A few years ago, I interviewed for my first job in student affairs assessment and to start the conversation one of the interviewers said to me, “So…you’re a data person.” At the time, I did not know how to respond. Certainly while I was in graduate school I developed a strong background in quantitative research methods and statistics, but before that I got a theatre degree. My methods training was not something I saw as a defining characteristic. The methods were simply tools that I used to answer questions that I found interesting.
As I started to gain professional experience though, I continued to hear that phrase from colleagues in different departments and from colleagues at different institutions. You’re a data person. In nearly every case it was meant as a compliment, but I began to realize that this notion was reinforcing a false dichotomy. Certainly as an assessment professional, I spent more time thinking about data and statistics than most of my colleagues. With that said, all of my colleagues, regardless of their background wanted to know more about the students they were serving. In a sense, they were all “data people” whether they knew it or not.
As I began to dig deeper, I saw that in order to advance our assessment practices we needed to build data literacy. If our stakeholders did not see themselves as having data expertise and they were not getting clear, actionable insights from their data collection efforts, then how could we expect them to see data collection as anything other than a distraction from their day to day responsibilities? This is not to say that everyone needs to know how to build a predictive model or design a database, but we do need to provide our colleagues with simple guidelines and resources so they are comfortable with the basics of data collection and analysis.
It’s one thing to say we need to build data literacy, but how do we go about doing it? How do we provide our colleagues with a path forward? Ultimately, we need to build a framework that is not tied to a specific workflow, data tool, or platform. Instead, we need to build a framework that shows our stakeholders their role in the bigger picture and gives them actionable information that they can use in their day to day work. So how do we begin?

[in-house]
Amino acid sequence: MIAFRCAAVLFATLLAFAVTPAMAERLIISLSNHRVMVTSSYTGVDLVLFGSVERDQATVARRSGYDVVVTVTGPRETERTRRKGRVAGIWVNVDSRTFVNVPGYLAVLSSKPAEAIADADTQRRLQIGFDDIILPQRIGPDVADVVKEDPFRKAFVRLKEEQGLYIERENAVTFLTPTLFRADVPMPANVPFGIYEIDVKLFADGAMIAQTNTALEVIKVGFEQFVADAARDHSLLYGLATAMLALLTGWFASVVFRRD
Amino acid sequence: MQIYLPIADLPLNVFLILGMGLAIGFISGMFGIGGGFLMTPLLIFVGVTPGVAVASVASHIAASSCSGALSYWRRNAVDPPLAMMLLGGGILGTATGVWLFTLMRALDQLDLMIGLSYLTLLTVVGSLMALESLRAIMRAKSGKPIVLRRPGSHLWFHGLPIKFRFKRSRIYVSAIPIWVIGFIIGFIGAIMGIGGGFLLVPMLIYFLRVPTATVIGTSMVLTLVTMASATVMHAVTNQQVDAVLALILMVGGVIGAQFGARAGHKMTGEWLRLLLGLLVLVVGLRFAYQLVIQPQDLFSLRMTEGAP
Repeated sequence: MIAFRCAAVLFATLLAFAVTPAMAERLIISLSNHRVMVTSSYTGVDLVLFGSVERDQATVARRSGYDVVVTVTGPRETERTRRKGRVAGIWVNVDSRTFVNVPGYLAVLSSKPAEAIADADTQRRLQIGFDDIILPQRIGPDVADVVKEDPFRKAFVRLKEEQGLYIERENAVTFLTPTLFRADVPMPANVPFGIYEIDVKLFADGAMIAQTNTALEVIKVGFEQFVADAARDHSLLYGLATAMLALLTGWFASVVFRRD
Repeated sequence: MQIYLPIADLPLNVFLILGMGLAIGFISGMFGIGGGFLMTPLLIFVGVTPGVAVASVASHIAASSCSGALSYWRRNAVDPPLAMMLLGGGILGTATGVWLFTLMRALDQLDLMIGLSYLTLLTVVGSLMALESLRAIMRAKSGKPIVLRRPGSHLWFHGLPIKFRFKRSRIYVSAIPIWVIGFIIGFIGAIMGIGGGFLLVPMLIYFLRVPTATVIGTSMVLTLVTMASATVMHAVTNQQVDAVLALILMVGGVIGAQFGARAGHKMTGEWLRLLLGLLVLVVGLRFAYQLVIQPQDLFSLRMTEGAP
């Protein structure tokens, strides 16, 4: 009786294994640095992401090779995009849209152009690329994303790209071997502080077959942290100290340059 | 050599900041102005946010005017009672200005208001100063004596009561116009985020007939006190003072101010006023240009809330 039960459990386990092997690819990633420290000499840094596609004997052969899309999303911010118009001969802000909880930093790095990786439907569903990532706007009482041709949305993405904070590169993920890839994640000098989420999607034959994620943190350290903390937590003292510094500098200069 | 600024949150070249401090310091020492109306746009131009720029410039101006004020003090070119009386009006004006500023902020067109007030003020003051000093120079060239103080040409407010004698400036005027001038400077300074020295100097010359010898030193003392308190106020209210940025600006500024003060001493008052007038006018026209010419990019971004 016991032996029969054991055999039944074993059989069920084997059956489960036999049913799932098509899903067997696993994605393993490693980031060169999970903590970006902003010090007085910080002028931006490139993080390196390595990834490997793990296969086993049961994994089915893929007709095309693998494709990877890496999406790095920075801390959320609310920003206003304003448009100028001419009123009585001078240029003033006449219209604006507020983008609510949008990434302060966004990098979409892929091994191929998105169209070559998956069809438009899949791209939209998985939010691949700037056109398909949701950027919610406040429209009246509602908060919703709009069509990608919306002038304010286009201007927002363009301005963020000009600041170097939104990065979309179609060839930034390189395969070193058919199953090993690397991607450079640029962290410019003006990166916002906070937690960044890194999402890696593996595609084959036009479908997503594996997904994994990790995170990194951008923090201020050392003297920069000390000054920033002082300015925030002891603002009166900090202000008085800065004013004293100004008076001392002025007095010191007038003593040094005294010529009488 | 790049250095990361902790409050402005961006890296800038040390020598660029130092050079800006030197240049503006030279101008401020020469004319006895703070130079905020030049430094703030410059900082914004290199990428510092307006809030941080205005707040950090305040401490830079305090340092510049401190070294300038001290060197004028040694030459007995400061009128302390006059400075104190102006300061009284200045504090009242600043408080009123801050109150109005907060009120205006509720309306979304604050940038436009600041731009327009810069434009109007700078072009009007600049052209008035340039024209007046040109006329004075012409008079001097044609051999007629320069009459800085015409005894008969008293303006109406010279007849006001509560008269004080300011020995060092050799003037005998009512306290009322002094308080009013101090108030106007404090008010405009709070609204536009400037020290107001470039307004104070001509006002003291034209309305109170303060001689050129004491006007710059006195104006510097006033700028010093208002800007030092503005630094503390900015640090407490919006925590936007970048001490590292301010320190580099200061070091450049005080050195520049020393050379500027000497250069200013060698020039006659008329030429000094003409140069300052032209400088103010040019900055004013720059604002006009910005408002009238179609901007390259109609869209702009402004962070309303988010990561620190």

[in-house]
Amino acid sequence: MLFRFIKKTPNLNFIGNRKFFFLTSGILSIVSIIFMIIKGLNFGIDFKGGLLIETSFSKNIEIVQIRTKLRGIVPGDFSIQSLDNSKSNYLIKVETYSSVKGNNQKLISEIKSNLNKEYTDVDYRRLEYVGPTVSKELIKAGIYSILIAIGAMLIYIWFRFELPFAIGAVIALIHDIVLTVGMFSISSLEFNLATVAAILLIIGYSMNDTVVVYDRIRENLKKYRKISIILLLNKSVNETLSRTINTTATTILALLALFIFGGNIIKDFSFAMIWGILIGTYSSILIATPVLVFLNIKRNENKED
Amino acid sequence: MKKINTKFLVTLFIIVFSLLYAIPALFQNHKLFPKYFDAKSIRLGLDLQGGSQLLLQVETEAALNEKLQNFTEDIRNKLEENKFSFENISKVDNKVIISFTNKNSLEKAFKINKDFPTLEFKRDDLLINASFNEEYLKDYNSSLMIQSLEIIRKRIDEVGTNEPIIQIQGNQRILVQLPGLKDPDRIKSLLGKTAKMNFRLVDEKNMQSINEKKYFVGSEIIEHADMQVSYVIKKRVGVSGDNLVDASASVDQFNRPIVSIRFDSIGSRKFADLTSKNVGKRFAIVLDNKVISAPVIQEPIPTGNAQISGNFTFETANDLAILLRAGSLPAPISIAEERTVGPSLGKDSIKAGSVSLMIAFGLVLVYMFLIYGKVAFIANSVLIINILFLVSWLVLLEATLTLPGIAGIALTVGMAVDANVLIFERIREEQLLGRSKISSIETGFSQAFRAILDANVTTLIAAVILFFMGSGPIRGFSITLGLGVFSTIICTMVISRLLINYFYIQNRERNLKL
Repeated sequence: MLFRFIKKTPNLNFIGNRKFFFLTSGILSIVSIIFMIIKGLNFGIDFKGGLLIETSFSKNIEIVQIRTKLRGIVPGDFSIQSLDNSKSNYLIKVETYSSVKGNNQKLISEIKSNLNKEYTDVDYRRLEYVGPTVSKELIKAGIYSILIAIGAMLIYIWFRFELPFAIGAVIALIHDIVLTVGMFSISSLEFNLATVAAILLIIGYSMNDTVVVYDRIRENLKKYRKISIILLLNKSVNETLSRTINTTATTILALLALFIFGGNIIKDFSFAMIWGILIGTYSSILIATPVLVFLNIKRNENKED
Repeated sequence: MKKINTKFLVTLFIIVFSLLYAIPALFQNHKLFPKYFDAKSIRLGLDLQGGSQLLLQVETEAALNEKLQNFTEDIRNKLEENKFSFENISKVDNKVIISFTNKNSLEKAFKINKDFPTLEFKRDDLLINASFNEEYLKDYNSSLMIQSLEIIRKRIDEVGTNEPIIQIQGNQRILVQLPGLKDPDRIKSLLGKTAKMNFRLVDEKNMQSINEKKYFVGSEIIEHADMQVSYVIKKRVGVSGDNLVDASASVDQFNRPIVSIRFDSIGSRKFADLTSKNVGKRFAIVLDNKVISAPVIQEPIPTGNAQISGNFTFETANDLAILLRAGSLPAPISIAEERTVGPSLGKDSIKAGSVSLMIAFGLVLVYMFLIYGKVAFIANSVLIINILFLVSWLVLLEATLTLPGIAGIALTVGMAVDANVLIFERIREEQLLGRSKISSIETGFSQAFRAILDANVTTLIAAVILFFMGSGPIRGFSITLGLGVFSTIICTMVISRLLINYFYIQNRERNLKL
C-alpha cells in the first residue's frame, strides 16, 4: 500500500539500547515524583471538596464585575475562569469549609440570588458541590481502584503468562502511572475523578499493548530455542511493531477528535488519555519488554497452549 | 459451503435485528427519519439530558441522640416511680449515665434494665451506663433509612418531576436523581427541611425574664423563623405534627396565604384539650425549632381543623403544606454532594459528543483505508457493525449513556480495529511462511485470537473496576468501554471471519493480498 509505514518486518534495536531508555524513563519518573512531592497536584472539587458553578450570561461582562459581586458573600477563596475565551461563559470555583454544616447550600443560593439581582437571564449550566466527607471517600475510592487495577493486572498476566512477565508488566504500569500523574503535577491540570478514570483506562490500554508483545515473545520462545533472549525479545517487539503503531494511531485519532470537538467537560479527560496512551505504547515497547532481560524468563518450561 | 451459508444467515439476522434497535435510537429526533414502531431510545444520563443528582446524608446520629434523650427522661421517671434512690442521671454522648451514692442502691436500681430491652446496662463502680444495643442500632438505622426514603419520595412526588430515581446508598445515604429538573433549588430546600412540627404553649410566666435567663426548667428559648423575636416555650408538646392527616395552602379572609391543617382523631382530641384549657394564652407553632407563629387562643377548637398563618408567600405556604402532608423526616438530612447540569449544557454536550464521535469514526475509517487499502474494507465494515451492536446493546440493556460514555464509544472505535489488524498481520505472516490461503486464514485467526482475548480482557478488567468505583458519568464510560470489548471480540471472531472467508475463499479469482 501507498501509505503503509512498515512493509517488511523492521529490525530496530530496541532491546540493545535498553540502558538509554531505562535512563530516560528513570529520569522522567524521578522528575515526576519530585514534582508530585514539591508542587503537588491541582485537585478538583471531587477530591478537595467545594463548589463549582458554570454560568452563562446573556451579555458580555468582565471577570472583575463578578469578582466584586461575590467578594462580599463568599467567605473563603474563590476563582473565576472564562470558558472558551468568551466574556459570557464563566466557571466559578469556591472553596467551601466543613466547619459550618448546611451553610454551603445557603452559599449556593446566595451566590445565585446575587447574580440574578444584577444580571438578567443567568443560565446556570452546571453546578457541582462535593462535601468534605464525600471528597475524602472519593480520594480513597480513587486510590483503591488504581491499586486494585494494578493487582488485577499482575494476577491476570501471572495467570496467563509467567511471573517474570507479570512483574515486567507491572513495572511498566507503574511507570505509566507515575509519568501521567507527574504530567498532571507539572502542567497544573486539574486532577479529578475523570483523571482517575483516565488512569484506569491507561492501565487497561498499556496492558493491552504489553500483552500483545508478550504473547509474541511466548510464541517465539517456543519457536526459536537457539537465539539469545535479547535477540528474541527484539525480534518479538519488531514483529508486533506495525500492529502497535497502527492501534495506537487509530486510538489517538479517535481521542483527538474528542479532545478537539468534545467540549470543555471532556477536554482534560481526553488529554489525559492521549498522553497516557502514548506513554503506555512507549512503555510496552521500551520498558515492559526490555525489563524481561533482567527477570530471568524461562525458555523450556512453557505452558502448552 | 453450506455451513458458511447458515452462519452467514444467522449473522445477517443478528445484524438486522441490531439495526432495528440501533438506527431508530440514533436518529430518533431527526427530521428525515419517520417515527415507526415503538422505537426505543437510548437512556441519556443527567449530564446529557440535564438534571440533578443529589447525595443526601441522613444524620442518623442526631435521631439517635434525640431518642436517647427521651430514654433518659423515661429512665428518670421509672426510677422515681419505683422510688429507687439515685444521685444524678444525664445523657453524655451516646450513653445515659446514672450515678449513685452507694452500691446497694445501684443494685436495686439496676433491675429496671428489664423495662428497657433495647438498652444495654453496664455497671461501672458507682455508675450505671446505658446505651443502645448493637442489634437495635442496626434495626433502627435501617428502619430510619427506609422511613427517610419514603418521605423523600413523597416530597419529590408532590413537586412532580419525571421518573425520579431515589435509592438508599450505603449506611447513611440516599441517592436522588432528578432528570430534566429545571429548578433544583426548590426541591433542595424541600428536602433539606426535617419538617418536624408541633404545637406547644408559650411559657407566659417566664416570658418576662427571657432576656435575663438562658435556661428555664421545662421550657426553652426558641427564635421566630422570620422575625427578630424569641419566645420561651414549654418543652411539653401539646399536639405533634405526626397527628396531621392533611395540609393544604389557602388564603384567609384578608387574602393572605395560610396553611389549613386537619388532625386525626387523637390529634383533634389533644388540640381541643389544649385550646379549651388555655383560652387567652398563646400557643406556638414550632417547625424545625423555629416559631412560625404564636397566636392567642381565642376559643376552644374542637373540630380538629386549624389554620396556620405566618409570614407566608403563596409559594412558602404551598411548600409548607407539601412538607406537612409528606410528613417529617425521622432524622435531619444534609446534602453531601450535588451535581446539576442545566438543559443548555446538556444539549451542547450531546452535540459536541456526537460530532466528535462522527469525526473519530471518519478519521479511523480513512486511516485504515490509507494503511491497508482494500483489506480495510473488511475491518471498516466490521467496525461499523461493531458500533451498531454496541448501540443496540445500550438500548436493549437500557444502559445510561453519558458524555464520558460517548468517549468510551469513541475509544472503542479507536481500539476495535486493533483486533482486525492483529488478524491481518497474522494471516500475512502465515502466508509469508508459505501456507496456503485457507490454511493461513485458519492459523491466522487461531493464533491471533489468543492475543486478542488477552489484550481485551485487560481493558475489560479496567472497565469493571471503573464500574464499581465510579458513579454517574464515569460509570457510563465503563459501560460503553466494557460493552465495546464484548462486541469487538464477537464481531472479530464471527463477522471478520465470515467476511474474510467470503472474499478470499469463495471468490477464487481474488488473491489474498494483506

Begin with Data Integration
Often times, data integration is an afterthought. Instead, we are given a directive, we collect exactly what we need, we report the results, and we never consider how the data fits into the bigger picture. Eventually, we begin to think about data integration when we’ve reached the point where manual data collection has become too tedious and we’re seeking a technological solution to the problem. In most instances though, by the time we’ve reached this point, our data are messy and not structured in a way that we can easily leverage.
One of the essential elements of building data literacy is to understand how our data integrates into the broader data infrastructure. Again this does not require that we build a database, but it does require that we store our data in a way that it can easily be manipulated, joined, and transformed for analysis. This means being intentional about the unique identifiers that we collect, understanding the level of aggregation, and working to implement a tidy data structure.